We next headed to Tenaya Lake for an afternoon picnic, and snacks. The setting was right out of a movie, with glistening sand, sparkling waters, and lush greenery surrounding us. Many families surrounded us as they basked in the good weather, and enjoyed quality time with each other.

the east end of tenaya lake
a summer dream (ektar 35mm)

We also met and befriended a friendly dog named Miles!

our new friend, miles !

After a brief break at Tenaya Lake, we drove around to explore other parts of Yosemite, such as Cathedral Beach which provides a great view of El Capitan in all it’s glory. The waters were also really still, and the rocky beach provided us with the opportunity to skip stones across the water!

el capitan
skipping stones across the merced river – cathedral beach

By this time, it was 2 hours away from sunset, and we had already planned to go to Glacier Point which is quite some distance away to catch the sunset, and promptly set off. From Glacier point, you overlook Yosemite Valley, including sights such as the Half Dome and Yosemite Falls. Elevation at that point is higher than that of Tunnel View, thus, while they both seem to offer a similar view, the perspective is slightly different. Glacier point showcases more than tunnel view, although both are equally beautiful.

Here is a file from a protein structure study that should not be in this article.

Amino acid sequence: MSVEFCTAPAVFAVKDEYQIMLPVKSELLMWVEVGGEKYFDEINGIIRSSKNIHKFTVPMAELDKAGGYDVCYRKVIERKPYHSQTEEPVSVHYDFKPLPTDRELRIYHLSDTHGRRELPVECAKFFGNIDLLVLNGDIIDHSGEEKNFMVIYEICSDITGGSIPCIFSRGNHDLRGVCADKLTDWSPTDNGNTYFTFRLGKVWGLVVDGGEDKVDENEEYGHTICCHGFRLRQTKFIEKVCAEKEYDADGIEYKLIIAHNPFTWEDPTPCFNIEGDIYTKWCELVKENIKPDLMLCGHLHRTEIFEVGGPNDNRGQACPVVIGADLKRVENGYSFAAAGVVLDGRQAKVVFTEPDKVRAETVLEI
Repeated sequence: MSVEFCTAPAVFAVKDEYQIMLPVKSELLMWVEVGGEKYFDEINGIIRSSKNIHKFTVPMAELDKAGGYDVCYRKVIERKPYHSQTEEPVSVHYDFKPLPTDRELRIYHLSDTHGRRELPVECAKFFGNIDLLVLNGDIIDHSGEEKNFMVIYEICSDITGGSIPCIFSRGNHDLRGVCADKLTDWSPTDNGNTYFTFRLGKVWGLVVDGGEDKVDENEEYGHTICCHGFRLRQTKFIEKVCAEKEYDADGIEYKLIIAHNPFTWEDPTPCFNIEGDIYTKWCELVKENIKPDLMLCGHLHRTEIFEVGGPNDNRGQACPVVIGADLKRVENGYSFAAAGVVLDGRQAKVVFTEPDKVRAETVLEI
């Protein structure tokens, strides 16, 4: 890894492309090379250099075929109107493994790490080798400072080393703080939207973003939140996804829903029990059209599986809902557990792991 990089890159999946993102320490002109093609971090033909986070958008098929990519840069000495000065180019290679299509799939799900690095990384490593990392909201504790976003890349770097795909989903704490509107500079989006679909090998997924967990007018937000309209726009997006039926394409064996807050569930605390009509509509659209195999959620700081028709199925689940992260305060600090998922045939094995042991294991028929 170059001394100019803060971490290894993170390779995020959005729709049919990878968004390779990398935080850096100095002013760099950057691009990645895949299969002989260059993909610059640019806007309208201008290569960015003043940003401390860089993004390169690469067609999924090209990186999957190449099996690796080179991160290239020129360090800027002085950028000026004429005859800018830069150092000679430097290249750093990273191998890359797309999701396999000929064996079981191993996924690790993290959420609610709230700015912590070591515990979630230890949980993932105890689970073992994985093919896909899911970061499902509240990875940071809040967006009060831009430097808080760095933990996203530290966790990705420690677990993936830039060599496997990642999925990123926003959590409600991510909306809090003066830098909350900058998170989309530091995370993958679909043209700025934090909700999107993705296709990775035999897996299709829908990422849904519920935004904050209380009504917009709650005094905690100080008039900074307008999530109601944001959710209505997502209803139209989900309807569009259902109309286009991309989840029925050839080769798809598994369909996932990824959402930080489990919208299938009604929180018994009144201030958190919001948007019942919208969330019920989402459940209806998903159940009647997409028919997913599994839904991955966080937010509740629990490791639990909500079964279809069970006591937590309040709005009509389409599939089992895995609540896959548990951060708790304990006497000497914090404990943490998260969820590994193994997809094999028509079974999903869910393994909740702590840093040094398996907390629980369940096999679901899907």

yosemite valley and high sierra crest
our last stop for the day !